Review From User :
The book looks at mental health from an evolutionary perspective: why did natural selection shape traits that make us vulnerable to diseases Nesse proposes a theory of how emotions evolved to help us cope with different situations (opportunities and threats) and lead us to behaviors that maximize our chance for reproduction because natural selection doesn't select for health, happiness or long life. From the evolutionary perspective, there are indeed good (from the perspective of our genes) reasons why we have bad feelings.
The books also provide a framework for understanding how emotions are normal reactions to certain situations that depend on how a person interprets the situation (based on their current goals and mindset). It also provides very vivid examples of how a lot of our regulation mechanisms face a mismatch with our modern environment, and how some mental glitches persist because of limitations of natural selection and other factors. By combining the perspective of evolutionary psychology and a person's current situation and goals, we can hopefully provide more effective treatments when emotions overpower or overwhelm us.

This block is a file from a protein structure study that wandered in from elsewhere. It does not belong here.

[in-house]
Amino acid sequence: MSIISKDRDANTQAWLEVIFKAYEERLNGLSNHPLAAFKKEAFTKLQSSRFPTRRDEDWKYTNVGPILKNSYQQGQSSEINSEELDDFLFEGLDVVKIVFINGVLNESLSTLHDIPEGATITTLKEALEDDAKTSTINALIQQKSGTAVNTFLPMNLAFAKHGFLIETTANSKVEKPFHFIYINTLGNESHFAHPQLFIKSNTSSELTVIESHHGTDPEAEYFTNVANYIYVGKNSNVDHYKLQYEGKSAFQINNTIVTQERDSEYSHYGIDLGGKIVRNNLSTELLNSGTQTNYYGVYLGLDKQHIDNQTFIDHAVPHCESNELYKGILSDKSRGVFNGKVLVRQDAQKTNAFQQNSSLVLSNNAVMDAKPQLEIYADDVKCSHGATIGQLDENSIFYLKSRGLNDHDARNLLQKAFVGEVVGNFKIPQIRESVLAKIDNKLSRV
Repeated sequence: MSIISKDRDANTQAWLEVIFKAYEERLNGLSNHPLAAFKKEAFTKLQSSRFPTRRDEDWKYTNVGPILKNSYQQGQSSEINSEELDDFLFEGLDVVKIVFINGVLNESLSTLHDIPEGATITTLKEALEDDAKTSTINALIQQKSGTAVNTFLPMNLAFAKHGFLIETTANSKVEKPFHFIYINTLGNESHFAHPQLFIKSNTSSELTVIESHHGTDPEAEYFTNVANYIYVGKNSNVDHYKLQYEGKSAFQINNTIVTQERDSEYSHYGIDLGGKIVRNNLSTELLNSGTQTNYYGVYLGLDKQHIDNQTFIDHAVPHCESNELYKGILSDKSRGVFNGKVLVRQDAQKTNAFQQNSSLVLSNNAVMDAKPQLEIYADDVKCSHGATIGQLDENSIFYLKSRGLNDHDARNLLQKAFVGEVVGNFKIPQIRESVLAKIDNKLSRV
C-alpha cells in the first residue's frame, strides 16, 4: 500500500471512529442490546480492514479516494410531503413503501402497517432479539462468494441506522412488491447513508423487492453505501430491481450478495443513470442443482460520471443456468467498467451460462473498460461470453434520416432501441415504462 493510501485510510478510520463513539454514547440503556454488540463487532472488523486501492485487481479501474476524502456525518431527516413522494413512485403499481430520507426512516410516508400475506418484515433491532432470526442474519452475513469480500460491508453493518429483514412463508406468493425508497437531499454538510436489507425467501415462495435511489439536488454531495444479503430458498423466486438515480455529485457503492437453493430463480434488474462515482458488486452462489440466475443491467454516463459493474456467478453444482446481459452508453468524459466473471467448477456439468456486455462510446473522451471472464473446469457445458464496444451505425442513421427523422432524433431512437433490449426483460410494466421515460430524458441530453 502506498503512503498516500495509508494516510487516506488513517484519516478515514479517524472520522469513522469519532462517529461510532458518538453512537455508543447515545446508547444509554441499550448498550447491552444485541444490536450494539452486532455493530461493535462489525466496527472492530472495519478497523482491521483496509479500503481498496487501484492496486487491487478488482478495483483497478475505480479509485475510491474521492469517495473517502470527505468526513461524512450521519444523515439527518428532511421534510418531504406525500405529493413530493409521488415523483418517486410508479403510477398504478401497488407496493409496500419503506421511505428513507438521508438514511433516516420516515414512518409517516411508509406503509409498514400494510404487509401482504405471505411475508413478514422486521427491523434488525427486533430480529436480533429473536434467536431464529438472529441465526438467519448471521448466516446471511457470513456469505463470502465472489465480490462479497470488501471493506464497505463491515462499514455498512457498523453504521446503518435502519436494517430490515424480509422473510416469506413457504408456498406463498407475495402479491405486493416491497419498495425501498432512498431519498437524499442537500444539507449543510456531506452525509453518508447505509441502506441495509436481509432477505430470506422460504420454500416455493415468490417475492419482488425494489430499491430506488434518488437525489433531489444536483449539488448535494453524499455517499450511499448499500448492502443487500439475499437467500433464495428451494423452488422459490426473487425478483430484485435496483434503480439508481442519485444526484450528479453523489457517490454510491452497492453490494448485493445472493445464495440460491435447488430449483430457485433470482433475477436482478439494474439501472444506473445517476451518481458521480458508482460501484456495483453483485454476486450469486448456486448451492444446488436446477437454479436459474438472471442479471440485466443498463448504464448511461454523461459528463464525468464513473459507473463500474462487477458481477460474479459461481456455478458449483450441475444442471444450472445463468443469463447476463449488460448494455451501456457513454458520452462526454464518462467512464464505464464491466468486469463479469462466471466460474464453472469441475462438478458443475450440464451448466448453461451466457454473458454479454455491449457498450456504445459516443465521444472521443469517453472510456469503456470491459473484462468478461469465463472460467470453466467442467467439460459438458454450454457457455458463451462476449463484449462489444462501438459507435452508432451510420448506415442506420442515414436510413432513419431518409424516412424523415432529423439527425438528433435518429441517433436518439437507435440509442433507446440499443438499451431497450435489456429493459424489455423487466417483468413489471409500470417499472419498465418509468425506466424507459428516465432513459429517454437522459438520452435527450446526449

The author is also careful to point out that evolutionary psychology is still an evolving field and thus more experiments are needed to prove some of the theories described in the book. Regardless of how this field continues to develop, the book encourages us to look at emotions differently: as symptoms of (often complex) situations, not necessarily as diseases.
Media Size : 2.7 MB